In the back of the book is a short preview of Dynamo 5, Faerber’s new book that is out in early March.  I’ll write more about this later, but it looks really cool.  Keep it in mind when it shows up!

Okko: The Cycle of Water #1 (of 4) by HUB (or is that Hub?).  $3.95, Archaia Studios Press.

 

I got this in the mail a few weeks ago, and I forgot to read it, so I feel bad.  I’m not sure when it came out, but it’s certainly something to look for, if you’re interested in pseudo-Japanese adventure with some weird mystical spirits and technology and, you know, naked chicks!

This is a cool book to look at, because HUB is a very good artist.  It’s not quite manga, but it’s certainly influenced by that style.  The book is amazingly detailed, and the colors are spectacular.  This is a fully-realized world, with strange monsters and water spirits, but rooted in Japanese mythology.  The figures are slightly exaggerated, but not to the point where they become grotesque, and the natural world around them is beautiful.

The story is pretty good, too.  Noburo is with his favorite geisha, Little Carp, who is pregnant with his child.  Little Carp’s brother and a drunken monk hang out while he has a good time, but then pirates show up and take her away.  Okko, a famous ronin, returns to his friends and says they have to move on.  Little Carp’s brother convinces him to track down his sister, and the four of them go off on the hunt.  Little Carp has been taken by a mysterious woman who decides to keep her for reasons unknown, even though I’m sure it’s a doozy!

So we have a revenge quest, which is always nice.  The mysterious woman is quite evil, and there is potential for a lot of carnage here.  If you like this kind of thing, track it down!  It’s keen.

X-Factor #15 by Peter David and Pablo Raimondi.  $2.99, Marvel.

While Rucka tries to make Kobra a bit more menacing, Peter David does something funny with Hydra.  For a while, he too makes Hydra a bit more disturbing than they usually are, as their scientists apparently successfully turn Jamie Madrox into a Hydra agent.  Then it goes wrong, and it’s a funny moment.  Unfortunately, it feels like David being too cute.  It’s one of his failings, but so far in this series, he’s kept that to a minimum – when he does it, it hasn’t interfered with the main story too much.  This is a major plot point, and although Jamie’s “solution” to the problem is interesting, it makes Hydra seem rather buffoonish, and I don’t think they should be.  Yes, they need to lose, because they’re the bad guys, but they don’t have to be clowns.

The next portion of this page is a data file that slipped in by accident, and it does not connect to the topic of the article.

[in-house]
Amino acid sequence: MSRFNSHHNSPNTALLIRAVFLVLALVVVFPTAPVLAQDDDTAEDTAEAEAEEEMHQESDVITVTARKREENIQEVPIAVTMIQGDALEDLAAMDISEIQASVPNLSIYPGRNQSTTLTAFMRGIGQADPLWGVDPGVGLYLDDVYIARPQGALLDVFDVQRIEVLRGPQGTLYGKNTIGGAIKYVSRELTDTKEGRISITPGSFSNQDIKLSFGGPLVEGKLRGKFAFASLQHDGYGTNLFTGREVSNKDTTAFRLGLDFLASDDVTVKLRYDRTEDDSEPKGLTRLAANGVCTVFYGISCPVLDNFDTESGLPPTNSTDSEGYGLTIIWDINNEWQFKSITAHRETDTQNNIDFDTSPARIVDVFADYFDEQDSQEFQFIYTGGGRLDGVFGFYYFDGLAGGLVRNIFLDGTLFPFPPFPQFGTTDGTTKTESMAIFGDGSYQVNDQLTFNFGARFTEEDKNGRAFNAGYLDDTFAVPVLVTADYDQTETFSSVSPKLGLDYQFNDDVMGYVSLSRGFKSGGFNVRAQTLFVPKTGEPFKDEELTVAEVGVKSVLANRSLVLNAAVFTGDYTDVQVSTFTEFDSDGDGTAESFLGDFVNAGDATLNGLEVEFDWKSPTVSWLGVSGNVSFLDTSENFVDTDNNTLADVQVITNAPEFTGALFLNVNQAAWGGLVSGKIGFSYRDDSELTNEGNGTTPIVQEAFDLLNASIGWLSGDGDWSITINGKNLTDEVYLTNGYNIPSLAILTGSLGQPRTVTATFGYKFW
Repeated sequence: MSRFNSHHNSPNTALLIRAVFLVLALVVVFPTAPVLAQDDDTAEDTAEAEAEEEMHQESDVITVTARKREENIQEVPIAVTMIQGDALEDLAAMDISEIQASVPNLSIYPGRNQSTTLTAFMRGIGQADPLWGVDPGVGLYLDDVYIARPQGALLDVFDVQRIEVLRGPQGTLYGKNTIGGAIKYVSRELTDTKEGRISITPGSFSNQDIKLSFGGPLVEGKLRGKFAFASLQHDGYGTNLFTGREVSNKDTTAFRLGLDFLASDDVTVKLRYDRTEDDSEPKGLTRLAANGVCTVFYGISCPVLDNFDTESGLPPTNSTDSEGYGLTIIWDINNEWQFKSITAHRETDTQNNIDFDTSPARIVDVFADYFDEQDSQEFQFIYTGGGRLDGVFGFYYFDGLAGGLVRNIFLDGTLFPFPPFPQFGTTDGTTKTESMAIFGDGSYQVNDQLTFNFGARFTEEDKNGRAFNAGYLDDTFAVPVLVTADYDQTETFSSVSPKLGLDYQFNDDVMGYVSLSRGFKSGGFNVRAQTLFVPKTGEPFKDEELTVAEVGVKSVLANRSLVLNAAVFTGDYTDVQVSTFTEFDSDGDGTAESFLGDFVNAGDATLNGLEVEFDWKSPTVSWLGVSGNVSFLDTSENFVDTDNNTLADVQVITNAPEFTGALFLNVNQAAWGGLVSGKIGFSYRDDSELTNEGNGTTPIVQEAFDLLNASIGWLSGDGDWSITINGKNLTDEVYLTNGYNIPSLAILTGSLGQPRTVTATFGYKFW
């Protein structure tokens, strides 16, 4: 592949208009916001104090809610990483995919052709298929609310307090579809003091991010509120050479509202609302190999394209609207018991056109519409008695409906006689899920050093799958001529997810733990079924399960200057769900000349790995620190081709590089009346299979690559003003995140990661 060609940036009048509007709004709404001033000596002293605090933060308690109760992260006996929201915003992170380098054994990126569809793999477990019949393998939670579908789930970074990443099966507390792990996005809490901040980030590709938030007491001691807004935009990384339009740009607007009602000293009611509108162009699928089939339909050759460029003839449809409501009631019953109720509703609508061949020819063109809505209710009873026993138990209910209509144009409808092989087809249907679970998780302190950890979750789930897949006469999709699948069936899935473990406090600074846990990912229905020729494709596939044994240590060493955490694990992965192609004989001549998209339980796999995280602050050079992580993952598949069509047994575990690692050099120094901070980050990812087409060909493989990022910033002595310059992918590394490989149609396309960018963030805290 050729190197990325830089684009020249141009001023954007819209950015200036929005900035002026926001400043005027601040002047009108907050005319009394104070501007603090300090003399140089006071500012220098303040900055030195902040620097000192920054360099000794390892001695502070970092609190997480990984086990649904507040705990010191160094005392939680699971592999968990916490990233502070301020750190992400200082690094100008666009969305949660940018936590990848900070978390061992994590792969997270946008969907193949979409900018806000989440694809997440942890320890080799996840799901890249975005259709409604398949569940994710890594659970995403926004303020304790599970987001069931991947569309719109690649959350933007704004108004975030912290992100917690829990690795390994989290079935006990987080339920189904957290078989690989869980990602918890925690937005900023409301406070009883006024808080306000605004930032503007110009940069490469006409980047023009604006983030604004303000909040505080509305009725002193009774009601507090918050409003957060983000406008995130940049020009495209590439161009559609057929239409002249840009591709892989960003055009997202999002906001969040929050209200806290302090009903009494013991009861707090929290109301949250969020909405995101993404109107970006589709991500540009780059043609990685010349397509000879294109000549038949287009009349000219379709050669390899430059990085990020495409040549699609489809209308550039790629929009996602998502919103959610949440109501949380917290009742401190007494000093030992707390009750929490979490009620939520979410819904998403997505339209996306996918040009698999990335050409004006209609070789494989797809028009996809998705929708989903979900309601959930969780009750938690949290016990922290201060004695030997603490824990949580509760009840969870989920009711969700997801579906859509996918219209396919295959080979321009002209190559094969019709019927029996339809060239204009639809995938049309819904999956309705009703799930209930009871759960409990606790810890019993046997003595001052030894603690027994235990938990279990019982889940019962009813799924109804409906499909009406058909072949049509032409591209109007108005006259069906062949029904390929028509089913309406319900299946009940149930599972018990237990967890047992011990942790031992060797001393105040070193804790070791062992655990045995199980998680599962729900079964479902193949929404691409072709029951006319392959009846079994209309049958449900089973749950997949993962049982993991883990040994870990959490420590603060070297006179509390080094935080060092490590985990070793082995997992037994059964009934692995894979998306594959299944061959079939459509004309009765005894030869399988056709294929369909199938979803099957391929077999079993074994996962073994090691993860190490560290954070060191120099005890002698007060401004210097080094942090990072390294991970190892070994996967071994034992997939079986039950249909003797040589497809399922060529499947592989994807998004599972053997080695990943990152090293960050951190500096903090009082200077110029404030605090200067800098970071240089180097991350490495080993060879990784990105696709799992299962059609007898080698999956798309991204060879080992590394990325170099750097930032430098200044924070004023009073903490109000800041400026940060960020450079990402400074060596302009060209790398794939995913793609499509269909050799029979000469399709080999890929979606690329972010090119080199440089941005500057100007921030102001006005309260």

Meanwhile, the second story, in which Monet and Theresa go shopping in Paris and come across a mob of anti-mutant French people, is much better.  We’ve all seen the anti-mutant mob before, but David handles it well, to the point of Monet and Theresa NOT fighting to make their point that mutants don’t go nuts and start throwing people around all the time.  Both characters are written well, and even though they both get some funny lines, it doesn’t feel like David is being cute, like in the other story.  It’s interesting to contrast the two.

Despite this being a less-than-stellar issue, it’s still a good one.  The peek into Jamie’s psyche is interesting, and it’s always good to see bonding among teammates!  We’ll have to see where the rest of the team is, though.  They’re absent from this issue. 

MINI-SERIES I BOUGHT BUT DID NOT READ.

The Damned #4 (of 5) by Cullen Bunn and Brian Hurtt.  $3.50, Oni Press.

Man, this is cool-looking.  Trust me.  Buy it.  Demon gangsters!  Come on!

Doctor Strange: The Oath #4 (of 5) by Brian K. Vaughan and Marcos Martin.  $2.99, Marvel.

More cool-looking comics from Vaughan and Martin.  I’m looking forward to reading this. 

Eternals #6 (of 7) by Neil Gaiman, John Romita, Jr., and Danny Miki and a committee on inks.  $3.99, Marvel.

The covers for this mini-series have just been lousy.  Really.  These should have been the variants, and Romita could have done the regular ones.

Mystery in Space #5 (of eight) by Jim Starlin, Shane Davis, Matt Banning, and Al Milgrom.  $3.99, DC.

Another kind of crappy cover.  It’s Starlin drawing it, so it should be good, but our hero just looks awkward a he’s getting ready to beat down on that dude. 

Samurai: Heaven and Earth Vol. II #2 (of 4) by Ron Marz and Luke Ross.  $2.99, Dark Horse.

Wow, this looks beautiful.  But I looked at the next issue box, and I have one question: why is Kelly Hu from The Scorpion King showing up in the book?

7 Brothers #4 (of 5) by Garth Ennis and Jeevan Kang.  $2.99, Virgin Comics.

A better cover than last issue, certainly.

Phew!  Lots of stuff, but most of it highly entertaining.  It’s always good when excellent books come out!  Plus, a new GrimJack trade paperback came out.  Great comics from the past!